3 Simple Ways to Shop Sustainably: Clothes Edition
Did you know clothing and other textiles are the easiest change you can make toward a more sustainable future?
The global fashion market accounts for more than 10% of the carbon dioxide output and 1/5th of the world's plastic consumption, sadly unraveling in each wash to pollute our waterways and homes/bodies (ahem lint). The dying, pre-shrinking, and texturizing processes alone make up 20% of the wastewater produced each year! We must consider also the humans on the other end of the loom, sewing machine, and dye vat. Despite incredible prices on various "luxury" brands, 85% of garment workers make less than a living wage in their country. Many scraping by on 2-6 cents per finished piece that these brands sell for big $$$. Not to mention these influential brands' detrimental addiction to trends and novelty. It's a vicious cycle but you don't have to participate. Here are a few ways you can tell one of the world's biggest litterbugs and threats to human welfare to get lost.
Most influentially, repair/upcycle what you already have.
This is obviously a no-brainer. Wear what you have! Make it unique, styled to your personality with handmade embellishments like broaches, embroidery, or modifications. Not only will you keep your precious money out of the fashion industry's grubby little hands you'll gain a new useful skill. Stains aren't impossible, tears aren't a death sentence, and even outdated styles can be brought back with a few new stitches. Sometimes things are beyond your skill/resources and must be replaced which brings us to our next two suggestions...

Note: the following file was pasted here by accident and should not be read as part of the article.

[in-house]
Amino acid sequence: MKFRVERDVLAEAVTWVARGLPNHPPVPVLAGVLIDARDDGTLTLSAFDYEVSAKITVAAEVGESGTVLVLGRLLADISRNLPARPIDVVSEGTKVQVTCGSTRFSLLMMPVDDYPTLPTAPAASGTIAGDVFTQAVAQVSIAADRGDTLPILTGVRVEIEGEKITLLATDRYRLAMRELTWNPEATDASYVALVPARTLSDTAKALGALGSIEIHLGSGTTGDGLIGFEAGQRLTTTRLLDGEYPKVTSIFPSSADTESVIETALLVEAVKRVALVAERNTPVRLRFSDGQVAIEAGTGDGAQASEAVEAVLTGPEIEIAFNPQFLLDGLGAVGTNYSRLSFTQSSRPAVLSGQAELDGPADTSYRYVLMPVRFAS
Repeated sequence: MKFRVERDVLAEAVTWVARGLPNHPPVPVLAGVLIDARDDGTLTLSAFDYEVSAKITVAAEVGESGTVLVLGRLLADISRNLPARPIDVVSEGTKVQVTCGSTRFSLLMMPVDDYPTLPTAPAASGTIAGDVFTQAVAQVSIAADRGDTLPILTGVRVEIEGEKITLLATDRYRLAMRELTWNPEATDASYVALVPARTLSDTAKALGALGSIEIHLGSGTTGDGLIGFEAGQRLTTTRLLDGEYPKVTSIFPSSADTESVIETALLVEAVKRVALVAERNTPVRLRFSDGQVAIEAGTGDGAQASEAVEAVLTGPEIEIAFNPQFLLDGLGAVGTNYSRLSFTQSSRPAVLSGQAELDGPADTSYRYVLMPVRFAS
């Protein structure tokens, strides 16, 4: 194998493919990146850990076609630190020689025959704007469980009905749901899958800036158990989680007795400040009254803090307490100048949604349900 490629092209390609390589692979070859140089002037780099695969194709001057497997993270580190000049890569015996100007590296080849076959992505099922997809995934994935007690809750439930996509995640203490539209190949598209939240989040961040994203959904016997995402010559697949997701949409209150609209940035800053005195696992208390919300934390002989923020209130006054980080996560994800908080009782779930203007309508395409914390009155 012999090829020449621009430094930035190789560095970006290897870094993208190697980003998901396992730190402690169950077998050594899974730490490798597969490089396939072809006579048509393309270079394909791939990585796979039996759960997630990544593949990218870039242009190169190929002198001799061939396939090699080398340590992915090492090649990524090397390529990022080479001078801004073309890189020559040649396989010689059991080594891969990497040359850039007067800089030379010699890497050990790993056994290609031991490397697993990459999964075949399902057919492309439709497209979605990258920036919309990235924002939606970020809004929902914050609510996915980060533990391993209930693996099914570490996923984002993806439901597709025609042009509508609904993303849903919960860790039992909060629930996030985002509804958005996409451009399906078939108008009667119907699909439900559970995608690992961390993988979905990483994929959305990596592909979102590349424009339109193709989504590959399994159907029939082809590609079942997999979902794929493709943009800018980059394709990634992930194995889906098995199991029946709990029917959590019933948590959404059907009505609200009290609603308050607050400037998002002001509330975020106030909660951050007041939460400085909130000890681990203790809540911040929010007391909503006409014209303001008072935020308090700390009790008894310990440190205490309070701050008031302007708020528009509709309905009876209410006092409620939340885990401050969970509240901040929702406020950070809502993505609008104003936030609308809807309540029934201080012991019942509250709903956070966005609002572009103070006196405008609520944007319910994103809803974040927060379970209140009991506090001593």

2. Buy second-hand!
It's NOT gross, the items can be washed, steamed, and sterilized. Getting good at shopping secondhand does require some skill. That's why sites like Mercari, Thred-up, and Poshmark are so cool. Find exactly what you need, saved from the landfill by someone who knows what to look for. We also reserve a small section of our store for unique seasonal items we come across. Secondhand is the easiest baby step toward a more sustainable outlook on clothing and we always suggest starting there. The other steps follow naturally as you start to notice patterns in quality, materials, sizing, etc... from big-name brands.
3. Buy from small-scale producers that care.
This is usually the last step for most people as quality garments that are made to last, produced by people making a living wage, and using techniques that impact the environment less, are an investment. They cost more because the methods are slow and intentional. Made with love for real things, rather than a love of money. We do the work of vetting out brands. Asking the hard questions, comparing the pros and cons, trying to find you the most influential place to spend your dollar. So you can have confidence that the clothes you buy from us are attempting to change the industry for the better, to impact the world in a positive way for more than just the shareholders. Grassroots change is the best way to win this troubled industry.
What are your favorite ways to disrupt the status quo and live more sustainably? Share it in the comments.